Thursday, 4 August 2011

G v The Head Teacher & Governors of St Gregory's Catholic Science College [2011] EWHC 1452 (Admin): political correctness gone mad

I’ve read this decision three times and it still doesn’t make any sense.  It’s long established that schools cannot discriminate on religious grounds through imposing offensive uniform requirements.  So demanding boys have short hair is discriminatory against Sikhs or Rastafarians, for example.  School dress codes will therefore have an exclusion for properly, genuinely held religious beliefs.


St Gregory’s Catholic Science College in Harrow has a strict dress code.  It bans cornrows.  Concerned about gang influence in the area.  Fair enough?  According to Mr Justice Collins, no.  A blanket ban on them is unfair, the school should consider each case on an individual basis.  Because it does so when Sikh boys start attending.  It allows them to have longer hair than normal.  By considering them on a case by case basis.


As far as I can find out there is no religion that demands its adherents wear cornrows.  And when SG was thrown out before he started attending, because he had cornrows, he could not say that there was a religious reason for wearing them.  The best he could say was that he liked them and his family had worn them for years.

Rather bizarrely, the artists formerly known as the Department for Education have given guidance to schools that talks about indirect discrimination.  That’s not the bizarre thing; that's sensible.  The bizarre thing is that banning cornrows can amount to indirect discrimination, on the basis that the style is adopted by certain races more than others.  Leaving aside that in time that might become questionable, there’s nothing inherently “racial” about that particular hairstyle.  Besides which there may be valid grounds for banning cornrows.  Such as gang culture.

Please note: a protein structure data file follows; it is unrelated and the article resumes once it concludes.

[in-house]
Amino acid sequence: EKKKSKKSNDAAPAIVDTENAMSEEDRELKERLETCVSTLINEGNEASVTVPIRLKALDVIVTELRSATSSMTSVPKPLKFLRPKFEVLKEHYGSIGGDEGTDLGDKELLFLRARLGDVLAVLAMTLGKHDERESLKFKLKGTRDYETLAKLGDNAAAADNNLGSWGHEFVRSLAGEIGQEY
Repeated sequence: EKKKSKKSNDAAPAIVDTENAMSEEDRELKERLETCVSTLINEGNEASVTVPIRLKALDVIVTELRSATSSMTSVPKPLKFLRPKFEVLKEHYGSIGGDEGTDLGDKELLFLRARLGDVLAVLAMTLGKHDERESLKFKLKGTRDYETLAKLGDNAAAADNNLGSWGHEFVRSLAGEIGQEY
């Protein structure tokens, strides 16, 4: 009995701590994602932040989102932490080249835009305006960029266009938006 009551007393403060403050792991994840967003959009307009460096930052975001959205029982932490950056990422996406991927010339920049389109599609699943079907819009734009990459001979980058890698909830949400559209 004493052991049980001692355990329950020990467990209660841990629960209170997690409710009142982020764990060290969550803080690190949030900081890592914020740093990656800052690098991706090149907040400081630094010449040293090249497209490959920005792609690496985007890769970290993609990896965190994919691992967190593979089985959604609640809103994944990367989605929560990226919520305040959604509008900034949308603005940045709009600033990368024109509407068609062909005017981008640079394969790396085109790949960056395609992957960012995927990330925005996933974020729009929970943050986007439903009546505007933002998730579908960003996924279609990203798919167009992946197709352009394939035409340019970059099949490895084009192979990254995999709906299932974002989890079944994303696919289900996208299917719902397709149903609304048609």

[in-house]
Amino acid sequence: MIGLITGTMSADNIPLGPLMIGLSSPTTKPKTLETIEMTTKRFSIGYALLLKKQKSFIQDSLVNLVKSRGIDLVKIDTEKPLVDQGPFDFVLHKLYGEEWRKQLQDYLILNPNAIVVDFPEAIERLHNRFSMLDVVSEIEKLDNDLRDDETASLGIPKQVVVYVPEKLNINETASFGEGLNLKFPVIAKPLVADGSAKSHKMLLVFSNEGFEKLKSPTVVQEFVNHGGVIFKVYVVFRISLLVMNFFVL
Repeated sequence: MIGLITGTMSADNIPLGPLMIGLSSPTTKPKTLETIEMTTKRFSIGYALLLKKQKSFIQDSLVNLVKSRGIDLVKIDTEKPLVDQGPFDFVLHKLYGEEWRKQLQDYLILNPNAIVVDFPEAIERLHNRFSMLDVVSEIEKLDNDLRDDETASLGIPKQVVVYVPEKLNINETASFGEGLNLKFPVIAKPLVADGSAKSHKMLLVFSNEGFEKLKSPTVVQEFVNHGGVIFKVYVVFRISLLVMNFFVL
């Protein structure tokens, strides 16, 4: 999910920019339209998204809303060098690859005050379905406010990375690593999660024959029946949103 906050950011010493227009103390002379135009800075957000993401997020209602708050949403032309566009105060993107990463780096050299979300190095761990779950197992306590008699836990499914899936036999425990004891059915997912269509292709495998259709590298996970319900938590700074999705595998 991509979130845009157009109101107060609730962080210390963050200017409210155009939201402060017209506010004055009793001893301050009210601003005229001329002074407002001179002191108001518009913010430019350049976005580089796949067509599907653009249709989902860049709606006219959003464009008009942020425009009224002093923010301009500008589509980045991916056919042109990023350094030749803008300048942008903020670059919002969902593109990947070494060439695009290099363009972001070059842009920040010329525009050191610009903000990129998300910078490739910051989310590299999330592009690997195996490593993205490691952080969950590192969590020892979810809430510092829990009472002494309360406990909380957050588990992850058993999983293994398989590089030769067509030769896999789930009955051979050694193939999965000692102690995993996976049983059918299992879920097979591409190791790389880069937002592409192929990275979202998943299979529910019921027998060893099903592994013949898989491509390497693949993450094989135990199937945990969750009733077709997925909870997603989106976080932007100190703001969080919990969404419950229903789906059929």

The school was fairly clear in its dress policy that hair should be small-c conservative.  Braids, for boys, were out.  The school was quite insistent with regard to its uniform policy; indeed the government recommends uniforms.   Nevertheless, an 11 year old boy was so disgusted about being made to have a different haircut, he complained about sexual and racial discrimination.

The sexual discrimination claim was dealt with sharpish, the racial one less so.  Cornrows are, according to a report in the case, a sign of freedom from slavery; a shaved head was a slave’s uniform, so freed slaves would wear long hair, carefully groomed into cornrows, or twisted into dreadlocks.  To this extent, cornrows are no different from a Rastafarian hairstyle and therefore should be permitted.  But cornrows are a lifestyle choice, rather than a religious obligation. Otherwise, how come every other boy who had cornrows was quite prepared to change hairstyle to match the uniform?

So how can it be racial?  The Equality Commission weighed in but its evidence was thrown out by the judge as being worse than useless, it had to pay costs to the school.  More good use of taxpayers' money there.

Yet despite this the judge decided that it could be indirect discrimination to ban cornrows.  A group of people took them seriously, therefore they could be disadvantaged, and as they largely come from one ethnic group – although the court did not seem to go into the differences between west and east African styles, between races of people that are, genetically, more different than Caucasians are from Maori – there could be indirect discrimination.

The judge went further.  He went back to a 1983 case about Sikhism and decided that “family and social customs can be a 'part of ethnicity' within the meaning of the [Race Discrimination] Act.”  This is surely going too far.  Sikhism is not a family tradition but a religion with hundreds of years of proud history.  If a family tradition is a part of ethnicity, does that allow a die-hard football fan to wear his club’s shirt to school?  Because his dad, granddad and great-granddad were all supporters?

The decision to me makes next to no sense.  It seems the court has just given way to a pre-teen who had a tantrum over his do.  Whether the school was right or wrong to take such a strict line is irrelevant – that is the school’s choice and the choice of the parents who send their children there.  Why should that be overturned for reasons of fashion?

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